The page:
Viticolture and production

Terroir and viticolture

We can not speak of our wines without first presenting the territory (or “terroir”, in the broader French meaning): grape, soil, climate, man…we know that they are intimately interrelated, even more in this little extraordinary place where the only possibility is a “heroic agriculture”, meaning without making use of heavy agricultural equipment and machineries, unable to operate in the narrow terraces.

The main agricoltural product of the island has always been the vine, especially the Muscat of Alexandria (also known as “zibibbo”): imported by the Phoenicians, it has been maintained during the time of the Romans, and has experienced a wide diffusion on the island at the time of Arab domination, when it was cultivated for the production of raisins. The word “zibibbo”, used in Pantelleria and in the rest of Sicily, derives in fact from the word “zabib” , which in Arabic means raisins. Cultivated also in Sicily, Zibibbo manages to reach the best quality just in Pantelleria island, where it is able to develop large grapes, sweet and fleshy, with very intense and distinctive flavors. Today Zibibbo represents the 95% of the vines on the island, whereas a 3% of the surface is covered with other white varieties, like “catarratto”, and a 2% with black grape varieties .

The soil is volcanic, loose and with a good porosity. The presence of pumice-stone in some areas, in addition to the steep hilly orographic structure, made ​​necessary  the work of containment of the soil with the famous dry stone walls terraces. This enormous effort, started by the Romans, contributed to the formation of a unique and charming landscape, a tangible sign of the human wit and of the endeavour of generations of men, nowadays more than 12000 km of dry stone walls can be counted on the island.

Even the climate had its influence in agricoltural practices carried out by man: the most influential factor is the wind that always blows impetuous and determined the type of pruning of the vine: “little tree” with short spur, to keep the plant low and avoid exposure to the wind. Another determining factor is the drought, that has once again stimulated the creativity of men, who started to dig a hollow beneath each plant, to ensure that the maximum irrigation was favored with the little and rare rains. Pantelleria is located on the extreme low latitude of the grape growing band, few km south of this the Sahara desert has its beginning, this extreme environment stresses the plants in a similar way to what happens with the cold and lack of sun in the extreme north latitudes in famous regions like Burgundy and Champagne, and as it has been recognized, vines struggling for their food (sun, water, nutrients in the soil) are counterintuitively more likely to produce better quality grapes.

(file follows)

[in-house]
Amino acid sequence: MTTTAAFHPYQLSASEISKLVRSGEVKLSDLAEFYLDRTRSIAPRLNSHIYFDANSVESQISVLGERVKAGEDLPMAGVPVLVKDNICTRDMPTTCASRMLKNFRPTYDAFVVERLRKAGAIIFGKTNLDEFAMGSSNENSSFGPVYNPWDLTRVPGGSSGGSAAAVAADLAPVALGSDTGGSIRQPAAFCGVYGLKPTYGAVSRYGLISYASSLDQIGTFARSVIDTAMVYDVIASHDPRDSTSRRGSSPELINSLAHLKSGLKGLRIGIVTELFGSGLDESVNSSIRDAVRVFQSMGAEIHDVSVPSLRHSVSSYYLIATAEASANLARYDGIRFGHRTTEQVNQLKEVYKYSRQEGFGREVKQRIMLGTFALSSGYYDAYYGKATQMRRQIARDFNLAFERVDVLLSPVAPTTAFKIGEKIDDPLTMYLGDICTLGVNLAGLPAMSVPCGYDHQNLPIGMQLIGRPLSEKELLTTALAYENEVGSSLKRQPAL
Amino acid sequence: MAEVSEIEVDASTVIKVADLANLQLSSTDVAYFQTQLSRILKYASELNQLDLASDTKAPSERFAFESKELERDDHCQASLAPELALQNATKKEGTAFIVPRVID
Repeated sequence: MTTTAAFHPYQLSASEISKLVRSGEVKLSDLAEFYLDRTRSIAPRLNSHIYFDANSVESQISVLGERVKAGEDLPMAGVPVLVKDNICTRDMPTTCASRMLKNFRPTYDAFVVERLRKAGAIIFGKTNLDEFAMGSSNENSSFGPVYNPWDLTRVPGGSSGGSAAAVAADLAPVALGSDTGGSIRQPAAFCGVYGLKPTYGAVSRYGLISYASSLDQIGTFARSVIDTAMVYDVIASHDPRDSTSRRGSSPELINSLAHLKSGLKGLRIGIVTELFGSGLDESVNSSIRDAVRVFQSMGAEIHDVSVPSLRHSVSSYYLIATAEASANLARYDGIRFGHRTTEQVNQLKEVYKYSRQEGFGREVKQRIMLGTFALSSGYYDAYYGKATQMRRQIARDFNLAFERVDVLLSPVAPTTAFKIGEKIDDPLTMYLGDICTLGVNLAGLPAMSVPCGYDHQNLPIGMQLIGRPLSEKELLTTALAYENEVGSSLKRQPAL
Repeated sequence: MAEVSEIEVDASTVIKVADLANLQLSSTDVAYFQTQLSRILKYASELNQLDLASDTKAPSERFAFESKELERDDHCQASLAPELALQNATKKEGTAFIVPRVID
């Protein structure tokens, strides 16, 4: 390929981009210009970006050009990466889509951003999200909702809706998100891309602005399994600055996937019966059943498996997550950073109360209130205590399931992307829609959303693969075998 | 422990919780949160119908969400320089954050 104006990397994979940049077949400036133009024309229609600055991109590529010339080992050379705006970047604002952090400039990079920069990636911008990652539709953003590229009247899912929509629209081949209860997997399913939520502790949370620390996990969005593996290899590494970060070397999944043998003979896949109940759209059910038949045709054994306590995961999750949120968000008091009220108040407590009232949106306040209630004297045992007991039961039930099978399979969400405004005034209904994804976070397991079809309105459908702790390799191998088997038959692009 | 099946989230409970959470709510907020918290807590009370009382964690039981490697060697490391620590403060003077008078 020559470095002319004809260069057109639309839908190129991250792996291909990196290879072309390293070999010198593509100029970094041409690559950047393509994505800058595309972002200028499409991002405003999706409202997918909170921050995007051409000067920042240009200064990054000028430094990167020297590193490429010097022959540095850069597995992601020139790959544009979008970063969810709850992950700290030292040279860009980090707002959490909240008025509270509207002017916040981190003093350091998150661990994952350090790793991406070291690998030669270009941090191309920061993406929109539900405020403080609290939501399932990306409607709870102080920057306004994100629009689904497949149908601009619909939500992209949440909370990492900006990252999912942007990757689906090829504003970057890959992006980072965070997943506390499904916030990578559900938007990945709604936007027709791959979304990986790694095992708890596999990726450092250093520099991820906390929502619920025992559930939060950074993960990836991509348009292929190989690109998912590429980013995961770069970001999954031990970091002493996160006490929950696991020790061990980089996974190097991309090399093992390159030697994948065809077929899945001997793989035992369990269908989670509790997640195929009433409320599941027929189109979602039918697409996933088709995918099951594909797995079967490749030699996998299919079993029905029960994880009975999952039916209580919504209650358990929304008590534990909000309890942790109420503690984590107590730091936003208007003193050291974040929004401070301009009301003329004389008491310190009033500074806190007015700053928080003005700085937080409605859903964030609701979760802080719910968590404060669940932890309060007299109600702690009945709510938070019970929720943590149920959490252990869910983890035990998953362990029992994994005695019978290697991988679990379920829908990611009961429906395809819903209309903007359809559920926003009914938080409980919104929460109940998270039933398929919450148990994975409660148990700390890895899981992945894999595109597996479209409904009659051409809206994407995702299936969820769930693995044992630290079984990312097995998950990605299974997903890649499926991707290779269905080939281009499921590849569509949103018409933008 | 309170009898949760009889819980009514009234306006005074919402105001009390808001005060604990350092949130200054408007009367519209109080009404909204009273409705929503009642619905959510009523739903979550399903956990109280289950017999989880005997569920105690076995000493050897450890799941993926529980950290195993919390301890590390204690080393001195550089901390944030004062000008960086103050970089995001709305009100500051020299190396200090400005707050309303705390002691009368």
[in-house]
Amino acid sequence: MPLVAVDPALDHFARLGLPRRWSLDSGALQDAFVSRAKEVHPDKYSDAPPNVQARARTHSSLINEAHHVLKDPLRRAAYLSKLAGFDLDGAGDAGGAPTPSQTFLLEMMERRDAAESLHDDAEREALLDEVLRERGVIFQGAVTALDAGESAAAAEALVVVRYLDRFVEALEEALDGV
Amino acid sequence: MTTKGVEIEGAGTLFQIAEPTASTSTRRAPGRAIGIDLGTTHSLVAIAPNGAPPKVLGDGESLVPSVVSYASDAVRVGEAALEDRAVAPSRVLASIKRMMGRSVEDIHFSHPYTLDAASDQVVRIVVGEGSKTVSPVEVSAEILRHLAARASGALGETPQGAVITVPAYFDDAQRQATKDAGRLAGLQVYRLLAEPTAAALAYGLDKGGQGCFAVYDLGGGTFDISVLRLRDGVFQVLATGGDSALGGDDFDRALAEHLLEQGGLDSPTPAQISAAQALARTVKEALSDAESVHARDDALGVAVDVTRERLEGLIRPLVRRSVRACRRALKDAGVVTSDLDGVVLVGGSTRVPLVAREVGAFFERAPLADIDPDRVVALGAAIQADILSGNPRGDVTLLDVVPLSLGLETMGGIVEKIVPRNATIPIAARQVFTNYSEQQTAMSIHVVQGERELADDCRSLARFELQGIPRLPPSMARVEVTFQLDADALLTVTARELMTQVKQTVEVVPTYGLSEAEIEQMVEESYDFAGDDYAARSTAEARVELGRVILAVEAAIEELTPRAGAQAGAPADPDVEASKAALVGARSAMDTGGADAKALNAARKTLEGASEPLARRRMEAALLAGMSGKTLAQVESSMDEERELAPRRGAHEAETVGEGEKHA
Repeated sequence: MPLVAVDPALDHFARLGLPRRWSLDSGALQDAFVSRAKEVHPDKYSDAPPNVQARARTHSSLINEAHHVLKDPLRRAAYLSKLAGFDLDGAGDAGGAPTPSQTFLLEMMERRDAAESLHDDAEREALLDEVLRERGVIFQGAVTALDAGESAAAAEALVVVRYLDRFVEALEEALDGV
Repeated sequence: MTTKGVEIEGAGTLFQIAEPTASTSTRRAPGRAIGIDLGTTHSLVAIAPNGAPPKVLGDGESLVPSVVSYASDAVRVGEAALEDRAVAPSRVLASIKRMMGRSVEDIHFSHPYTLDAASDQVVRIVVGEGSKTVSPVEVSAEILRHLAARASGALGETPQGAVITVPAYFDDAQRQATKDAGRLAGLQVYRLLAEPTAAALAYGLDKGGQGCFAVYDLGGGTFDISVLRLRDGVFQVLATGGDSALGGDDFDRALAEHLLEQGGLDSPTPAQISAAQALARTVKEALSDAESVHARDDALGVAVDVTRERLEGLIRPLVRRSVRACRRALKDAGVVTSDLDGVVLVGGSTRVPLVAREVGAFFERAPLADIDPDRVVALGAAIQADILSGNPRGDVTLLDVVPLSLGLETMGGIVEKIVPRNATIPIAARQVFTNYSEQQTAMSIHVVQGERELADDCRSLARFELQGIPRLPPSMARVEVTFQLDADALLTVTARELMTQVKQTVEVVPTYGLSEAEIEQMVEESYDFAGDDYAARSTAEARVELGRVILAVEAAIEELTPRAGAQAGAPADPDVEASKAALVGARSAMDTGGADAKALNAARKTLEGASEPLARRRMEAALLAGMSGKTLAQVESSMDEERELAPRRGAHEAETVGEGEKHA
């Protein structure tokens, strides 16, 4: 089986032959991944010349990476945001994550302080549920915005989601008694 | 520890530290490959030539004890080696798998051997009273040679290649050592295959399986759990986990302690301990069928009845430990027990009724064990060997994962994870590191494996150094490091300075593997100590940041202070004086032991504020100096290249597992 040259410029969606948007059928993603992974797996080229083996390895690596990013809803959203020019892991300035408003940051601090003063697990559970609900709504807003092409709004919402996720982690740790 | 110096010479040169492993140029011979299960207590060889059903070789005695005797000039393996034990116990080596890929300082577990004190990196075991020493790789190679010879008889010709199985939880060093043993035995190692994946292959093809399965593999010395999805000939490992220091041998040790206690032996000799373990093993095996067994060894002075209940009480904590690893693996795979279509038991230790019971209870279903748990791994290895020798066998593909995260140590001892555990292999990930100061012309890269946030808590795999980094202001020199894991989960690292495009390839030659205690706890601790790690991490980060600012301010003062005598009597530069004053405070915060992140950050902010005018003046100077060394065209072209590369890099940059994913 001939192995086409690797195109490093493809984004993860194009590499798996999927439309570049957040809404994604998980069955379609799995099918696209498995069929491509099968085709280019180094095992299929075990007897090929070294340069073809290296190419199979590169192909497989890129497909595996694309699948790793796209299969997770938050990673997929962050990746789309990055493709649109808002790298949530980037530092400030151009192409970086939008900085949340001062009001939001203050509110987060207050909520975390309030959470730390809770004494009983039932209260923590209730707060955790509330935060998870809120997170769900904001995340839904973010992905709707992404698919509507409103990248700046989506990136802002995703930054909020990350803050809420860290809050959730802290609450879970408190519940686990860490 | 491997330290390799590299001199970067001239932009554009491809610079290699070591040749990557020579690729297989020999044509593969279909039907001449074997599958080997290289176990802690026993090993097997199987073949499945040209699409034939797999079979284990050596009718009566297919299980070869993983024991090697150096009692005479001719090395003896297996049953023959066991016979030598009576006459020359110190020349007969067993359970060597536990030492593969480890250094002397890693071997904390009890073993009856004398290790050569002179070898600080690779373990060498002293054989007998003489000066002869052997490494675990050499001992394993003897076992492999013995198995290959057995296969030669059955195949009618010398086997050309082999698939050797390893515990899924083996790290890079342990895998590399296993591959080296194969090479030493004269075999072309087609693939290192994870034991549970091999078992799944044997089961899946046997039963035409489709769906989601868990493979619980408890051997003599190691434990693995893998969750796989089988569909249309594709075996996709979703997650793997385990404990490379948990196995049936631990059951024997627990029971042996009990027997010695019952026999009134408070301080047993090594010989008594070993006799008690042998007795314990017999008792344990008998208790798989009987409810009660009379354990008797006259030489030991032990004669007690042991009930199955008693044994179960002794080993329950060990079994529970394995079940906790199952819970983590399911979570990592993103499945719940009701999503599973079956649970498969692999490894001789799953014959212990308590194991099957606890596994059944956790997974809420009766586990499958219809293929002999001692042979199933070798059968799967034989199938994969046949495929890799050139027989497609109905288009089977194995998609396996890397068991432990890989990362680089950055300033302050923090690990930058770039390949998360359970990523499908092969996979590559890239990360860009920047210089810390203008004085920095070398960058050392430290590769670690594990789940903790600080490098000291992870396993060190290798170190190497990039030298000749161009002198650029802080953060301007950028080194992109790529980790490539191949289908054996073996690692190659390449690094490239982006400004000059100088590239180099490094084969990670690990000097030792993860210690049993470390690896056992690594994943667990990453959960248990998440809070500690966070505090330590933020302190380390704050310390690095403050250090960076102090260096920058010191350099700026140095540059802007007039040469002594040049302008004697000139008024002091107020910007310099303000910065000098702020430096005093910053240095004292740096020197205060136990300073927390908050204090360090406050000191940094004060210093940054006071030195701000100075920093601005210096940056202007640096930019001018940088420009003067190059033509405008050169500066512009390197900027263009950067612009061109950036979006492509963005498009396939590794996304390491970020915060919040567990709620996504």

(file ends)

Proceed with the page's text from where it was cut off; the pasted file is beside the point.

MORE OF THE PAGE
Harvest and production

The harvest, performed strictly by hand, is very long and it goes on from early August until the end of September, this is because in Pantelleria there are several areas with different ripening time. The grape maturation time is faster in the lower areas close to the sea, and it becomes longer as we go more inland and higher up along the sides of the mountains and hills. The grapes coming from the most early areas are those destinated to the production of raisins (used for the Passito di Pantelleria), as they have more sugar and to take advantage of the hottest season for drying. The density is approximately 2500 plants per hectar, while the average production is around 5 tons per hectar.

The winery D’Ancona has approximately 5 hectares of vineyard, part owned and part belonging to farmers who have a long-standing collaboration with our company. We are working with the farmers all year long, and in July we start the visits on the field, scheduled and repeated to check the progress of maturation, the sugar level and hence to establish the precise date of harvest.
The company is then carrying on the whole vinification process, adopting the highest quality standards and conjugating the use of modern machineries with traditional operations (like the manual destemming of the raisins for Passito di Pantelleria).

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